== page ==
Saturday, July 17, 2021

A huge increase in low-income ACA marketplace enrollment in nonexpansion states

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This is a postscript to my last post tracking massive SEP enrollment in nonexpansion states from February 15-June 30 of this year.  

I want to try to take the full measure of the enrollment surge in nonexpansion states at the lowest subsidy-eligible income level -- first in Open Enrollment season for 2021, and then in the emergency Special Enrolment Period (SEP) launched by the Biden administration on Feb. 15. This week, CMS reported SEP enrollment through June 30.

(This post is all numbers; please see the last post (and its backlinks to past posts ) for context, definitions, explanations.)

By my estimate, enrollment at the 100-150% FPL income level in 13 nonexpansion states (Wisconsin excluded*) in OE 2021 and the SEP for the Feb. 15-June 30 period combined exceeded 2020 enrollment in those two periods by almost 800,000.  That would be an increase of about 29%.

There are two elements of uncertainty here. First, there's no reporting for SEPs from Dec. 15 (end of OE) through Feb. 15. Second, CMS breaks out enrollment by income during OE, but not in the SEP reports.  In OE 2021, 51.3% of enrollees in these 13 states had incomes in the 100-150% FPL range, compared to 48.3% in 2020. To estimate SEPs at this income level, I took 51.3% of totals for each year, as the pandemic-induced enrollment spurs in effect during OE 2020 were likely already in effect in spring 2020. Since benchmark silver coverage with strong Cost Sharing Reduction is now free at incomes up to 150% FPL (thanks to the American Rescue Plan), the percentage of SEP enrollments below that income threshold in these states may be even higher.

Here's the whole calculation for 13 nonexpansion states:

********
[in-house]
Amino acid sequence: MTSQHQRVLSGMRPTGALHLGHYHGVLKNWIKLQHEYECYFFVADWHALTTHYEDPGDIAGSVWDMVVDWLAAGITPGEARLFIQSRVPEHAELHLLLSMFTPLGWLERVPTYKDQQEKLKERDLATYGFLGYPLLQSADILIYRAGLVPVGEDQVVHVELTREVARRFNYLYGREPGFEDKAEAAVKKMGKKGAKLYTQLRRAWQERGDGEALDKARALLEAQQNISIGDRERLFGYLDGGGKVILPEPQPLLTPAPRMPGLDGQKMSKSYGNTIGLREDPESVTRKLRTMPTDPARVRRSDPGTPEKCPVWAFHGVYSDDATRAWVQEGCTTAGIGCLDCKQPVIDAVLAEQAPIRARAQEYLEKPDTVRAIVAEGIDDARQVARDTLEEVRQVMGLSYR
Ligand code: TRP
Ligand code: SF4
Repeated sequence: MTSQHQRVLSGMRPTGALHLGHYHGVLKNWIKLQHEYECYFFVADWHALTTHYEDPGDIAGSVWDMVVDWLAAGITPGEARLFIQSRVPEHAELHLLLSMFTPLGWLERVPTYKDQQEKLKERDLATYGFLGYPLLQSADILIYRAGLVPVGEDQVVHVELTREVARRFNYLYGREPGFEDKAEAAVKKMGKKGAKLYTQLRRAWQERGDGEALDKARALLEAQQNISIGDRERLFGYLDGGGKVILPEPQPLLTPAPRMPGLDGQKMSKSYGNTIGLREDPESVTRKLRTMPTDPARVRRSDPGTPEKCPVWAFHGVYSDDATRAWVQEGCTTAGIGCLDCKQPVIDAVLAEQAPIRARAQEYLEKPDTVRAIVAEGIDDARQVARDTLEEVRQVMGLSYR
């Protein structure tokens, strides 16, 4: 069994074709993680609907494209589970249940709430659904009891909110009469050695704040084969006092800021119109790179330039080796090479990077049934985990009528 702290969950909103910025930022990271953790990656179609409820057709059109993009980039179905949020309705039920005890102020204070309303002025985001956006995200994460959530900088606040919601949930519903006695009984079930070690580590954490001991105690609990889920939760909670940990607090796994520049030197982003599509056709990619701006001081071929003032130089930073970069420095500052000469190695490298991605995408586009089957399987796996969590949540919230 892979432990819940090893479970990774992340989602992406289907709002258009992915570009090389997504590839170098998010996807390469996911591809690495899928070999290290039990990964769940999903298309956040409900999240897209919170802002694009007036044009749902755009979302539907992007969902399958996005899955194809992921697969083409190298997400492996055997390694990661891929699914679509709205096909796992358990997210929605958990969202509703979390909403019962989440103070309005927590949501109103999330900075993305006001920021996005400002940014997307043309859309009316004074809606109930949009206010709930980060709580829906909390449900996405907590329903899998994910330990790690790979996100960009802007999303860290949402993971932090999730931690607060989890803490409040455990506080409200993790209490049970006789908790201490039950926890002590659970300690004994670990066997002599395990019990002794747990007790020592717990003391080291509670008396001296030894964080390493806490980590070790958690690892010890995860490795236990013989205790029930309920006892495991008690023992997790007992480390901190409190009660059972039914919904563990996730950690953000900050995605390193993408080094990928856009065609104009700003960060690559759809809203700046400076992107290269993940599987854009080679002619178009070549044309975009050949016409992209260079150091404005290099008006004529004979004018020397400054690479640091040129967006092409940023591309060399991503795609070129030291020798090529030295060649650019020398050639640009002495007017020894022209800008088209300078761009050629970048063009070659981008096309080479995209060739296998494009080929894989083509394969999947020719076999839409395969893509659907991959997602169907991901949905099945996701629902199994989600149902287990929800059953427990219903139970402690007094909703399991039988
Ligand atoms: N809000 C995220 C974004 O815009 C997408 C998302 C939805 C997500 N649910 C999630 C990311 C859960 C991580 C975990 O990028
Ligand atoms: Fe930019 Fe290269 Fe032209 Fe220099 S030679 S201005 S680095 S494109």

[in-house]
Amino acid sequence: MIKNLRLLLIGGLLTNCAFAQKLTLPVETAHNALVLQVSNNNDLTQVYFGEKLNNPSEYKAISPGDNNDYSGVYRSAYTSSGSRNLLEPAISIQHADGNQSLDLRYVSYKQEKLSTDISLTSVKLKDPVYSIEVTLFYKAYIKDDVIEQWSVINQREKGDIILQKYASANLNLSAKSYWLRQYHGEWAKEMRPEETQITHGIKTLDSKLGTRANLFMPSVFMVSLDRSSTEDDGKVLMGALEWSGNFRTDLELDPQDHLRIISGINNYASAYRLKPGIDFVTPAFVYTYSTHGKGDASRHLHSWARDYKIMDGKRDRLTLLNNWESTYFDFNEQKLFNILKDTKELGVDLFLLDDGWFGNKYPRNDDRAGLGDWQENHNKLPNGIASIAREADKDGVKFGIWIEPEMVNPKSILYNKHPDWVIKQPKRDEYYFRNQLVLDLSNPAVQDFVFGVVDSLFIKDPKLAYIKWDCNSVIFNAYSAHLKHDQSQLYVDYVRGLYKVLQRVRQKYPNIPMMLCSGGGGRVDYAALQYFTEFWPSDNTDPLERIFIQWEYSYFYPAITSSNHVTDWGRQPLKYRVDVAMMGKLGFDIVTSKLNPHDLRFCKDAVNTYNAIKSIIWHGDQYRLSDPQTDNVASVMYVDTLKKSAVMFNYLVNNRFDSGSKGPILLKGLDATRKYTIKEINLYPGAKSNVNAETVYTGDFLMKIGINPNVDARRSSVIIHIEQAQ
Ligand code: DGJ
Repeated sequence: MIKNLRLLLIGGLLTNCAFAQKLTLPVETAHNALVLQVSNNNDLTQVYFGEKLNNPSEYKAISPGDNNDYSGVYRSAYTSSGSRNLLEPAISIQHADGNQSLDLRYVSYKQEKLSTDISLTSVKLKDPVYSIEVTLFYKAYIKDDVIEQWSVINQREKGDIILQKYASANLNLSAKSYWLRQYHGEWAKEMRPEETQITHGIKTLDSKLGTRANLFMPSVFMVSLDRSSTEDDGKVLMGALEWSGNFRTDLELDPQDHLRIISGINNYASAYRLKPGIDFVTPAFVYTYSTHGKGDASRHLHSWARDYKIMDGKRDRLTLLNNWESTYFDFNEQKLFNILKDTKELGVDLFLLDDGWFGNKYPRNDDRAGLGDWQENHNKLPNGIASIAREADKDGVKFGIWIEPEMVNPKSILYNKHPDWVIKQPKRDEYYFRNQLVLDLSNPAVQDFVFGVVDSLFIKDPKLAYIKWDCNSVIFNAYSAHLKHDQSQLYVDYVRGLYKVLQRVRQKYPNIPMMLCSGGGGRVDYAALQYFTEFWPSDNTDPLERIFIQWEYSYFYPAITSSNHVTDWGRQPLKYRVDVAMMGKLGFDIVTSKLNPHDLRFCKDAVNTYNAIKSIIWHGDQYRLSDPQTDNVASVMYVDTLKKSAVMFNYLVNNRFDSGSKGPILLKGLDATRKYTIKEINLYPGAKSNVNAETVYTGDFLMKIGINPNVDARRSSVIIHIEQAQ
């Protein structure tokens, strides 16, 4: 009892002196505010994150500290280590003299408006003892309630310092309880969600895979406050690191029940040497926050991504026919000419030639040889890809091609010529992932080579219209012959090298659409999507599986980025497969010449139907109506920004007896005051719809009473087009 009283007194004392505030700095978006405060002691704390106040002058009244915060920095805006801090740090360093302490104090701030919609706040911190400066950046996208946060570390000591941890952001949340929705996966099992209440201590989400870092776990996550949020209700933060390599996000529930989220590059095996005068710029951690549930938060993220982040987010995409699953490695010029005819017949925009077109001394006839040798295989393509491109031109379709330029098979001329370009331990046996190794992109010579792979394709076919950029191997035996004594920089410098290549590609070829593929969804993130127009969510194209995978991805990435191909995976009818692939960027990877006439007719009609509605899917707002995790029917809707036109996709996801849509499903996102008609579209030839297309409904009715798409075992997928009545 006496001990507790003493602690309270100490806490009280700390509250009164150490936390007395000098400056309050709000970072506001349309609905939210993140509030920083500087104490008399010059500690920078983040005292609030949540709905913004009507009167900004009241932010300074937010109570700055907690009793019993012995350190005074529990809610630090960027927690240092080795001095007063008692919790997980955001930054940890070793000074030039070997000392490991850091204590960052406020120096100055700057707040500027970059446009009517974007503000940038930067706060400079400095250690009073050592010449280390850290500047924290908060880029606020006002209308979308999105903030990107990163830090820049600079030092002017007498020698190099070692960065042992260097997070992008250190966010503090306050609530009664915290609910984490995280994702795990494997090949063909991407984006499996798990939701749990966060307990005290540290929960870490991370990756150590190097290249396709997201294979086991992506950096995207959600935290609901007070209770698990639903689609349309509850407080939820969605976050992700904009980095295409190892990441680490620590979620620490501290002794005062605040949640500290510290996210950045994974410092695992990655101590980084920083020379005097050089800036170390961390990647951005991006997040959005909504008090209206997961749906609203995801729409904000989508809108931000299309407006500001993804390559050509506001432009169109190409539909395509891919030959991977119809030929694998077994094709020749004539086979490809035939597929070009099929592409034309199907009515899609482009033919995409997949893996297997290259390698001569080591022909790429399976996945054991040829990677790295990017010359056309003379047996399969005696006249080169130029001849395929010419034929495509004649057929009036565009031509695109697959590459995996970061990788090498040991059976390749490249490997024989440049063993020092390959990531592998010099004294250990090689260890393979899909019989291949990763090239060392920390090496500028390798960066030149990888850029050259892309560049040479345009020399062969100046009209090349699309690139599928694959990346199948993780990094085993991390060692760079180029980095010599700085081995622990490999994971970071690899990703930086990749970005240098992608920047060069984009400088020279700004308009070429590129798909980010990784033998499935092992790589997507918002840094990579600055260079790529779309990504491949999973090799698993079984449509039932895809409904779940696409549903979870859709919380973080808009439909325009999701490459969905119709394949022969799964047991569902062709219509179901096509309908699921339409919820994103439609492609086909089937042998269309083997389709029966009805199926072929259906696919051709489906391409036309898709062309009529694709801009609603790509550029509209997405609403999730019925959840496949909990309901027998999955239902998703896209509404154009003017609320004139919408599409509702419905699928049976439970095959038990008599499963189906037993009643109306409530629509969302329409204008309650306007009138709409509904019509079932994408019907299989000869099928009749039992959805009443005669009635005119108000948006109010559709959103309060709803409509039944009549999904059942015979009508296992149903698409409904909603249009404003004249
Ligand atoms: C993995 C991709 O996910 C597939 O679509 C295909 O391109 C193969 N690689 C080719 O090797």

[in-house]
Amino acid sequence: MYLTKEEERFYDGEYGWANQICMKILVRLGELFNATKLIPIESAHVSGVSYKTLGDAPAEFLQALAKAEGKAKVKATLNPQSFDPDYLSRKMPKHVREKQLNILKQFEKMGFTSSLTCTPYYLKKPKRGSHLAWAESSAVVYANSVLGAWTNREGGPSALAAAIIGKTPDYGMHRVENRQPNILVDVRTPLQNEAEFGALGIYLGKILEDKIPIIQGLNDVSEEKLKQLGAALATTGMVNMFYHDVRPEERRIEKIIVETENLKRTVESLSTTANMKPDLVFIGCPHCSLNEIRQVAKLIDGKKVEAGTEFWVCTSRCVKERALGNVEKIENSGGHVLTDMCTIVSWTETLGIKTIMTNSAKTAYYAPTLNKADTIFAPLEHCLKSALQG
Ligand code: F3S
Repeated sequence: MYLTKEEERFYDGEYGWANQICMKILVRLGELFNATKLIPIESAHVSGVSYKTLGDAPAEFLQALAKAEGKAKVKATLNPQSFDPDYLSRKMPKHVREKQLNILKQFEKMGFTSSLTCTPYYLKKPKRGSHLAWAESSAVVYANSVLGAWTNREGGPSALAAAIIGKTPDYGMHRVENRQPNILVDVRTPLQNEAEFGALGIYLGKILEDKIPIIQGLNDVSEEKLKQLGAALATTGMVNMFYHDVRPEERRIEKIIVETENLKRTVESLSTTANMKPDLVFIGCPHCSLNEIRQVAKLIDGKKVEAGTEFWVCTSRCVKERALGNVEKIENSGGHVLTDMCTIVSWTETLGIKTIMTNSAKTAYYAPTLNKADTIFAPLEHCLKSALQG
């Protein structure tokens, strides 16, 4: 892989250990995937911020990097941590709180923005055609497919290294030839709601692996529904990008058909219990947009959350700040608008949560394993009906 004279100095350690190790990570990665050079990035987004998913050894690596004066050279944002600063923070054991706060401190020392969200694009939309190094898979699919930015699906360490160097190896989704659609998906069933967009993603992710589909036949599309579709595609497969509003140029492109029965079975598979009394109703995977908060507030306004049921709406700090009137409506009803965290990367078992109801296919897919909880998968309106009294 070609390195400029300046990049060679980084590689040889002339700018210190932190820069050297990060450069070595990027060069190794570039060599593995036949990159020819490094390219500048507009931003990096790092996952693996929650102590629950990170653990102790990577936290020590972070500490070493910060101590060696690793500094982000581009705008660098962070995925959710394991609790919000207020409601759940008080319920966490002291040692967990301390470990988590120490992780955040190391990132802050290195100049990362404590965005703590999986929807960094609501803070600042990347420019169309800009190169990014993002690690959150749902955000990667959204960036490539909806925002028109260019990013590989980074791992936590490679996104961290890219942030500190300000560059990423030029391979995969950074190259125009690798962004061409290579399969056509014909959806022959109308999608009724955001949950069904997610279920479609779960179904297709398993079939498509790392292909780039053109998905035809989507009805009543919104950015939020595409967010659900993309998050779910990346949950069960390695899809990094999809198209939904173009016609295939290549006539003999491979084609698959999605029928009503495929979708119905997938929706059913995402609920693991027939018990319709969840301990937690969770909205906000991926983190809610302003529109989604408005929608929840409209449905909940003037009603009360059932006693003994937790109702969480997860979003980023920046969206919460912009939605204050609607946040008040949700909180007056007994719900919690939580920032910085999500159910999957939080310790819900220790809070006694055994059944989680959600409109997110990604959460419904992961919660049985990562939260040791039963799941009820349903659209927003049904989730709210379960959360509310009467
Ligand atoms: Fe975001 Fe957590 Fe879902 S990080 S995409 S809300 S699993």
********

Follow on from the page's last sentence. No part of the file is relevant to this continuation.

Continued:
Enrollment at 100-150% FPL, OE 2020      2,499,940  
Enrollment at 100-150% FPL, OE 2021      2,927,190
Year-over-year Increase, OE 2021                  427,250
Percentage increase YoY, OE 2021                       17.1%
SEP enrollment, Feb. 15--June 30, 2020         436,365 
SEP enrollment, Feb. 15--June 30, 2021      1,137,619
SEP enrollment at 100-150% FPL, 2020         223,855 (estimated @ 51.3% of total)
SEP enrollment at 100-150% FPL, 2021         583,599 (estimated @ 51.3% of total)
YOY SEP increase at 100-150% FPL, 2021    359,744 (estimated)
YOY OE + SEP increase, 2021                        786,994 (estimated) 

While I can't account for attrition rates in the two years discussed here, an increase of almost 800,000 enrollments at low incomes in the nonexpansion states From Nov. 1, 2020 to June 30, 2021 is quite something.  As I've noted before, about 85% of enrollment in the 100-150% FPL range is at incomes below 138% FPL -- i.e., people who would have been eligible for Medicaid had their state enacted the ACA Medicaid expansion. That indicates an increase of about 669,000 enrollees in that category (100-138% FPL) in OE 2021 and the current SEP over the same periods (Nov. 1 to June 30) in the prior  enrolment year.  

The Kaiser Family Foundation has estimated that as of 2019, 1,771,000 people in the 100-138% FPL income range in nonexpansion states (excluding Wisconsin) were uninsured. The enrollment surge at low incomes triggered first by the pandemic and then by the subsidy boosts enacted in the American Rescue Plan, in concert with the emergency Special Enrollment Period kicked off on Feb. 15, may have taken a significant bite out of that uninsured population.


* While Wisconsin has not enacted the ACA Medicaid expansion, the state provides Medicaid eligibility to adults with incomes up to 100% FPL (instead of 138% FPL as in expansion states) and thus has no coverage gap, as eligibility for marketplace subsidies begins at 100% FPL. 

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